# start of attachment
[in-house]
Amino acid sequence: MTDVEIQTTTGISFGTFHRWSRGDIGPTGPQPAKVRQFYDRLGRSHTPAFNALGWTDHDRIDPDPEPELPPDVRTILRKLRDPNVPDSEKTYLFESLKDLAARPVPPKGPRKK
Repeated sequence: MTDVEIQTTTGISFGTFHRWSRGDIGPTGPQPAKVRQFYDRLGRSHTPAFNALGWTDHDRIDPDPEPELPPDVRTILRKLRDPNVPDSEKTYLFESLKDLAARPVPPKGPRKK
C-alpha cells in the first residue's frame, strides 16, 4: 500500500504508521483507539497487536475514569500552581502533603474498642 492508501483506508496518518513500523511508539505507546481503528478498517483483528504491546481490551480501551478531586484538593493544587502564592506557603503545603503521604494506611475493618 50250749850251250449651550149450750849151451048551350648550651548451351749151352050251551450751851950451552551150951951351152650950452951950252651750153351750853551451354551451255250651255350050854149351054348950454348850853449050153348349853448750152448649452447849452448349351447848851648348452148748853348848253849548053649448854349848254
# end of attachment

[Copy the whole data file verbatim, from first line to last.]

[in-house]
Amino acid sequence: MTDVEIQTTTGISFGTFHRWSRGDIGPTGPQPAKVRQFYDRLGRSHTPAFNALGWTDHDRIDPDPEPELPPDVRTILRKLRDPNVPDSEKTYLFESLKDLAARPVPPKGPRKK
Repeated sequence: MTDVEIQTTTGISFGTFHRWSRGDIGPTGPQPAKVRQFYDRLGRSHTPAFNALGWTDHDRIDPDPEPELPPDVRTILRKLRDPNVPDSEKTYLFESLKDLAARPVPPKGPRKK
C-alpha cells in the first residue's frame, strides 16, 4: 500500500504508521483507539497487536475514569500552581502533603474498642 492508501483506508496518518513500523511508539505507546481503528478498517483483528504491546481490551480501551478531586484538593493544587502564592506557603503545603503521604494506611475493618 50250749850251250449651550149450750849151451048551350648550651548451351749151352050251551450751851950451552551150951951351152650950452951950252651750153351750853551451354551451255250651255350050854149351054348950454348850853449050153348349853448750152448649452447849452448349351447848851648348452148748853348848253849548053649448854349848254